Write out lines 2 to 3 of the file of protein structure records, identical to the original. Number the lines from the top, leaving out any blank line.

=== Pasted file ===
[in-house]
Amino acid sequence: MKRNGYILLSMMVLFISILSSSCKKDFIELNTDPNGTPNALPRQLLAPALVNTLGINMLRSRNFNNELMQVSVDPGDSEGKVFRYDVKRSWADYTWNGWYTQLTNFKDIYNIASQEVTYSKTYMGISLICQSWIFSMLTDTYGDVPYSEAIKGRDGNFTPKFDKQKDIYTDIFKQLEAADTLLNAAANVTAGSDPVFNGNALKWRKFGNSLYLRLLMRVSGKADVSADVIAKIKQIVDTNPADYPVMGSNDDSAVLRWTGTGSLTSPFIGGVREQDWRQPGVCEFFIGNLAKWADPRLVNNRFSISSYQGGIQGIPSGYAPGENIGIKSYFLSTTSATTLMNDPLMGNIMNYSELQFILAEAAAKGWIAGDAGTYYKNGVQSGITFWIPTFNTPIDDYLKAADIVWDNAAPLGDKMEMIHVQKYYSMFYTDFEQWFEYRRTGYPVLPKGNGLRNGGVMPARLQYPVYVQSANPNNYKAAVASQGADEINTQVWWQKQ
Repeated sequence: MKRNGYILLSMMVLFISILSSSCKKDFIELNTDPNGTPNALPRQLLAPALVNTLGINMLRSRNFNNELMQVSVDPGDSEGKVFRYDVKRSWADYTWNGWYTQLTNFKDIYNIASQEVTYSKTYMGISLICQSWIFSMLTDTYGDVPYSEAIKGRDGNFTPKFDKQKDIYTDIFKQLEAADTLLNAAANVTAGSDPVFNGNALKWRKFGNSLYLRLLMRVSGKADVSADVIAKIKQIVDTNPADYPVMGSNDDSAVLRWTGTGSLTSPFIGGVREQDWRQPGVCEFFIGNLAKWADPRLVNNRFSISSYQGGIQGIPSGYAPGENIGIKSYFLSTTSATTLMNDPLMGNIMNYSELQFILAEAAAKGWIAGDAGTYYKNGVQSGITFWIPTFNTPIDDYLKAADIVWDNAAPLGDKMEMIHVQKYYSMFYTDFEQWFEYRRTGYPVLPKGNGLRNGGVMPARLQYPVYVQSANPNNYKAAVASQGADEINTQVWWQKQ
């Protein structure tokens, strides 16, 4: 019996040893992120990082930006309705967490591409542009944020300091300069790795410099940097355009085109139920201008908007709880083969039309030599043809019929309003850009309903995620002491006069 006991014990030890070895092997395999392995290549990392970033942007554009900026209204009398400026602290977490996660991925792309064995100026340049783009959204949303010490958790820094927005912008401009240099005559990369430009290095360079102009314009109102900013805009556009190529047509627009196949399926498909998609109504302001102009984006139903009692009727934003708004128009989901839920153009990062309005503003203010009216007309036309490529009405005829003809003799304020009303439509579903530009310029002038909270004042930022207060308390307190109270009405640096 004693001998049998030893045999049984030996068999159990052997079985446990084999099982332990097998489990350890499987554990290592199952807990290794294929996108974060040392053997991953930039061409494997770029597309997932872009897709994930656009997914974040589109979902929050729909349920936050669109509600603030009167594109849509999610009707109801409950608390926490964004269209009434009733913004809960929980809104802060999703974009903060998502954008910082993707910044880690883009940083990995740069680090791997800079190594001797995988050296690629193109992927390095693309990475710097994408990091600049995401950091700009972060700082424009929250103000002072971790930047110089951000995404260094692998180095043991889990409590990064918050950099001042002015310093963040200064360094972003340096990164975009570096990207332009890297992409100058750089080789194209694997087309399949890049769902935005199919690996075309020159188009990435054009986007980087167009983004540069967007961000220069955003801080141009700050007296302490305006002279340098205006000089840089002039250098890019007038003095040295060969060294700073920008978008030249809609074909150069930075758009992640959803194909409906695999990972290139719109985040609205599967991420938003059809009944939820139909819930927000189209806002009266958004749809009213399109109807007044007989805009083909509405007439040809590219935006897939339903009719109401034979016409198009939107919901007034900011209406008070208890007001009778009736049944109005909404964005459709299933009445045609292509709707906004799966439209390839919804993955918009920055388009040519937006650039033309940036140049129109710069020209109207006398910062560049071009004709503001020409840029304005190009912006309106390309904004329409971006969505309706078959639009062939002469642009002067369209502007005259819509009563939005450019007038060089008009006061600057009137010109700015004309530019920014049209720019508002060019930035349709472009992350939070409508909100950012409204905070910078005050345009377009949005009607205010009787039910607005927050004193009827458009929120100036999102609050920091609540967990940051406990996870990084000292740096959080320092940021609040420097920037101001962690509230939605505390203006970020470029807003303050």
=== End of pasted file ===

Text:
Amino acid sequence: MKRNGYILLSMMVLFISILSSSCKKDFIELNTDPNGTPNALPRQLLAPALVNTLGINMLRSRNFNNELMQVSVDPGDSEGKVFRYDVKRSWADYTWNGWYTQLTNFKDIYNIASQEVTYSKTYMGISLICQSWIFSMLTDTYGDVPYSEAIKGRDGNFTPKFDKQKDIYTDIFKQLEAADTLLNAAANVTAGSDPVFNGNALKWRKFGNSLYLRLLMRVSGKADVSADVIAKIKQIVDTNPADYPVMGSNDDSAVLRWTGTGSLTSPFIGGVREQDWRQPGVCEFFIGNLAKWADPRLVNNRFSISSYQGGIQGIPSGYAPGENIGIKSYFLSTTSATTLMNDPLMGNIMNYSELQFILAEAAAKGWIAGDAGTYYKNGVQSGITFWIPTFNTPIDDYLKAADIVWDNAAPLGDKMEMIHVQKYYSMFYTDFEQWFEYRRTGYPVLPKGNGLRNGGVMPARLQYPVYVQSANPNNYKAAVASQGADEINTQVWWQKQ
Repeated sequence: MKRNGYILLSMMVLFISILSSSCKKDFIELNTDPNGTPNALPRQLLAPALVNTLGINMLRSRNFNNELMQVSVDPGDSEGKVFRYDVKRSWADYTWNGWYTQLTNFKDIYNIASQEVTYSKTYMGISLICQSWIFSMLTDTYGDVPYSEAIKGRDGNFTPKFDKQKDIYTDIFKQLEAADTLLNAAANVTAGSDPVFNGNALKWRKFGNSLYLRLLMRVSGKADVSADVIAKIKQIVDTNPADYPVMGSNDDSAVLRWTGTGSLTSPFIGGVREQDWRQPGVCEFFIGNLAKWADPRLVNNRFSISSYQGGIQGIPSGYAPGENIGIKSYFLSTTSATTLMNDPLMGNIMNYSELQFILAEAAAKGWIAGDAGTYYKNGVQSGITFWIPTFNTPIDDYLKAADIVWDNAAPLGDKMEMIHVQKYYSMFYTDFEQWFEYRRTGYPVLPKGNGLRNGGVMPARLQYPVYVQSANPNNYKAAVASQGADEINTQVWWQKQ